Black man, you are on your own

August 18, 2011 § 11 Comments

I wrote a blog that lamented the fact that 91% of the CEOs of some 295 companies listed on the Johannesburg Stock Exchange are white last week, and boy did I get called names. I was called a racist amongst other things. To be honest I didn’t want to carry on writing about that subject on this column, but the interest and emotion that it seemed to provoke in people left me with no choice but to tackle the subject even further. The subject of race and economics, that is.

What I have come to realise is that it is almost impossible to address the issue of race without being labelled a racist. It does not matter how reasonable one is being on the subject – a clear sign that we have not healed as a nation and it will take some time before any healing takes place. We are divided, often along racial lines; where racial lines are closing class lines emerge. The topics that people have around their dinner tables and braai stands reinforce the “us and them” attitudes. Some politicians prefer it that way, keeping us divided because this gives them power over us. They tell us to fear those people, not to trust them, not in so many words but the clues are there.

I am currently reading Doris Kearns Goodwins biography on Lincoln, Team of Rivals. (Be warned, it’s a thick book, rivalling the Bible but remarkably shorter than Gaddaffi’s speech at the United Nations last year.) At a point when America was deeply divided over the slavery issue with the South refusing to free its slaves, Lincoln made his “A House Divided” speech during his Senatorial race (which he lost). In 1858, two years later he would be propelled to the presidency on an anti-slavery platform.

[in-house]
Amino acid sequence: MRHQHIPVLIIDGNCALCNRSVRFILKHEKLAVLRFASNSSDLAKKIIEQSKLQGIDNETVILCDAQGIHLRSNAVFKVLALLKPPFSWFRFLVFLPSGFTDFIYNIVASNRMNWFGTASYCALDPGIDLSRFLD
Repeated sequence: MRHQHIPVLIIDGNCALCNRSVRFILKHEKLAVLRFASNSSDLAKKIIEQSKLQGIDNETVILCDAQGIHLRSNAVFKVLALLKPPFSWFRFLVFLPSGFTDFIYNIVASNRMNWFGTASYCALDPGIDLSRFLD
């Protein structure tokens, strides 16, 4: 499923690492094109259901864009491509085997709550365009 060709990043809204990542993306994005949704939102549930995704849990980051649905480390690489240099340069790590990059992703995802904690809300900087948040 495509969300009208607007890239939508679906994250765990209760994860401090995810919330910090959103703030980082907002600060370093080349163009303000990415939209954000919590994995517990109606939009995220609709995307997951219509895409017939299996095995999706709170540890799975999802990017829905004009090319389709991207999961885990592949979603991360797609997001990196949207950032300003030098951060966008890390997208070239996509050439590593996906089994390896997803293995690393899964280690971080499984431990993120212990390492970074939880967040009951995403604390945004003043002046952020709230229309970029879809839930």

He said a house divided against itself cannot stand. I believe this government cannot endure permanently half slave and half free. I do not expect the Union to be dissolved. I do not expect the house to fall, but I do expect it will cease to be divided. It will become all one thing, or all the other. Incidentally Lincoln made that speech on June 16, albeit a different year, 1858.

A divided South Africa on the economic front cannot stand. Take a look at our neighbours up north – Zimbabwe. They were split racially and economically. A politician exploited the divisions. If the private sector does not mend the economic divisions, some politician will widen them. In the end the corporate world will lose what it thought it was protecting.

We find ourselves divided when it comes to the economic front. Some white people feel that they are being robbed of their right to make money. Others feel that they are no longer wanted nor needed in South Africa because of the colour of their skin. What they fail to understand is that there are black people who feel that this freedom is worthless because they still have nothing. They still see white people prosperous while they get poorer and poorer. Each side sees themselves as worse than the other. Each side paints itself as a greater victim than the other. Some scream reverse racism while others scream economic apartheid.